In Steve Jobs' famous 2005 Stanford University commencement speech, the college dropout noted the profound effect that auditing a course in calligraphy had on him:
Reed College at that time offered perhaps the best calligraphy instruction in the country. Throughout the campus every poster, every label on every drawer, was beautifully hand calligraphed. Because I had dropped out and didn’t have to take the normal classes, I decided to take a calligraphy class to learn how to do this. I learned about serif and san serif typefaces, about varying the amount of space between different letter combinations, about what makes great typography great. It was beautiful, historical, artistically subtle in a way that science can’t capture, and I found it fascinating.
None of this had even a hope of any practical application in my life. But ten years later, when we were designing the first Macintosh computer, it all came back to me. And we designed it all into the Mac. It was the first computer with beautiful typography. If I had never dropped in on that single course in college, the Mac would have never had multiple typefaces or proportionally spaced fonts.
People who remember the days of the typewriter can tell you of the excitement when the Mac came around and we had something like 32 typefaces with up to four or five different "effects" that could be combined when using them. And now we have so many more and yet, how often do we pause to think about which typeface to use instead of using the default? Moreover, how relevant is typography to software design, a question which Rosemary Sassoon believes is worth asking?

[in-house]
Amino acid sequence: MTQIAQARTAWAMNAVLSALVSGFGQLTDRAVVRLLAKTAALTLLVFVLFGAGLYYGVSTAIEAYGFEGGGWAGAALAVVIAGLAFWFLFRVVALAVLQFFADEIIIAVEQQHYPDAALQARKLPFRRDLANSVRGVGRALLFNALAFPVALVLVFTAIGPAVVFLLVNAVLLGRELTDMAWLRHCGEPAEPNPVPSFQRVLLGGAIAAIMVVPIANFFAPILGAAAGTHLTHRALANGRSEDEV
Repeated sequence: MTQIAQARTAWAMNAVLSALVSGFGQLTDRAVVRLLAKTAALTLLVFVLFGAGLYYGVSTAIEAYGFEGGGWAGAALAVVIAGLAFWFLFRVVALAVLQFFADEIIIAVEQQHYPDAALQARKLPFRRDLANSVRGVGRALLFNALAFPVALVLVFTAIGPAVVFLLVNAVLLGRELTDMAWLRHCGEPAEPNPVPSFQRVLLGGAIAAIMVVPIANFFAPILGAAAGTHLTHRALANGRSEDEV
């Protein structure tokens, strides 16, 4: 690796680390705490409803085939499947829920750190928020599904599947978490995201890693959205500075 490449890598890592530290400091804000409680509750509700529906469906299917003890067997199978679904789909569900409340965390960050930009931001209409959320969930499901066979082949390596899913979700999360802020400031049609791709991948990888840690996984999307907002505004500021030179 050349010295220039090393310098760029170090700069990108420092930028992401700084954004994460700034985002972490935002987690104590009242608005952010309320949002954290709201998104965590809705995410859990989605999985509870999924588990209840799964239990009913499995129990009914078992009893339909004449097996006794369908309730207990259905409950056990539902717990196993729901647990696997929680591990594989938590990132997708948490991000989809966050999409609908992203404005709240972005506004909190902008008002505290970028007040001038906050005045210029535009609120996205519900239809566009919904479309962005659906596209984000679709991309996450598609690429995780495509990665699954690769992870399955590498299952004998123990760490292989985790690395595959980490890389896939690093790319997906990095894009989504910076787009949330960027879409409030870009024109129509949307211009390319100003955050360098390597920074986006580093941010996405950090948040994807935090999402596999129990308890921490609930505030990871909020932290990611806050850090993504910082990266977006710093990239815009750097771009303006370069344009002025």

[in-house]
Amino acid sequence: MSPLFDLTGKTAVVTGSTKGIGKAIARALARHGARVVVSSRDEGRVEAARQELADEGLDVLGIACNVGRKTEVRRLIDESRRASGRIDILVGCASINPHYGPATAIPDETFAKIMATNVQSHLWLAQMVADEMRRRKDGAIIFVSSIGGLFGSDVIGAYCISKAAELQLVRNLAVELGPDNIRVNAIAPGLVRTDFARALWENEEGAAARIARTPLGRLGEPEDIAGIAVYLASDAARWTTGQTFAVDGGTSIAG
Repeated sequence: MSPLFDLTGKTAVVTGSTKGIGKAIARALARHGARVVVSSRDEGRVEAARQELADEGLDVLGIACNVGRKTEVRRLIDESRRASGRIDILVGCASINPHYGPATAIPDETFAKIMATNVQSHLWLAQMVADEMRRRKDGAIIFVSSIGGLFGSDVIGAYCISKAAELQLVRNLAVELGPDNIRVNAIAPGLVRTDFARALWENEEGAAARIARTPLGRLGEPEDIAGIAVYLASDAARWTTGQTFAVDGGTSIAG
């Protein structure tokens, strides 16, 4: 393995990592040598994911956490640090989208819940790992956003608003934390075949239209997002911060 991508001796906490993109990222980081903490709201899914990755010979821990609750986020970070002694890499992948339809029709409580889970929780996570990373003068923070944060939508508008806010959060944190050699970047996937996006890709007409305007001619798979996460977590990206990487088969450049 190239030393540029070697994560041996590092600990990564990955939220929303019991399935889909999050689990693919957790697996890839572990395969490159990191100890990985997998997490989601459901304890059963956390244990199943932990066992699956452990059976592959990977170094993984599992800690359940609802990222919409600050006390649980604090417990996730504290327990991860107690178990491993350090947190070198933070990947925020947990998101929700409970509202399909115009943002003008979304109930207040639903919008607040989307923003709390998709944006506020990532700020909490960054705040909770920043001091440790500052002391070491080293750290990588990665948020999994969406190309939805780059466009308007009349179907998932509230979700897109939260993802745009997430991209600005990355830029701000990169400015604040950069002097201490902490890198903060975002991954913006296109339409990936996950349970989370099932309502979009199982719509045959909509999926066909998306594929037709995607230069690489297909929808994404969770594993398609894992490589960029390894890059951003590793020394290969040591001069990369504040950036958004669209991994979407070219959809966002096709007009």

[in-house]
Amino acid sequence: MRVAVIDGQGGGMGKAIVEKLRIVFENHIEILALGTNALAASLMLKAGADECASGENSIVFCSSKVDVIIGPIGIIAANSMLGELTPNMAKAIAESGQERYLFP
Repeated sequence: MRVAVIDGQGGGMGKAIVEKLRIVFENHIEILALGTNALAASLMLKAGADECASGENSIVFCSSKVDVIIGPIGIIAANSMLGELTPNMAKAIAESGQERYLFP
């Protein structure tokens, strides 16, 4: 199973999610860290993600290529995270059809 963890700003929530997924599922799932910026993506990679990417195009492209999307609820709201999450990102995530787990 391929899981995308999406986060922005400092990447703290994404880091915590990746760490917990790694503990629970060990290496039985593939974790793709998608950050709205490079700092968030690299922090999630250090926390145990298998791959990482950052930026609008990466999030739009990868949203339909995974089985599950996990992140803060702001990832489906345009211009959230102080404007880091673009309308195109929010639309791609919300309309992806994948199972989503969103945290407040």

As she notes in her book Computers and Typography, choosing the correct typeface in an education setting has can have a positive effect in bridging the gap between reading and writing for children. As she says,
Remember Sassoon's claim that choosing the right typeface can bridge the gap between reading and writing for children? What exactly is that gap -- and what would be wrong about using any of the very standard and commonly-available typefaces shown below in an educational software product aimed at new readers?
Still can't see it? Let's try again:
Look at the incongruence between how children are taught to print a lowercase "a" and how the same letter is given an entirely different representation in the "standard" typefaces above. Bonus points if you can spot the additional letter in some of those typefaces which is similarly problematic.
Thus was born the Sassoon font family and Sassoon Joiner educational software program, a program made possible and designed by Sassoon (in the midst of a Ph.D. program in Typography and Graphic Design) and an associate in LiveCode and fine-tuned by a LC developer.
The font family alone is useful in the preparation of student practice sheets or for webpages or software programs; the program, however, is useful in showing on-the-fly the art of handwriting, an art that many say is on the decline: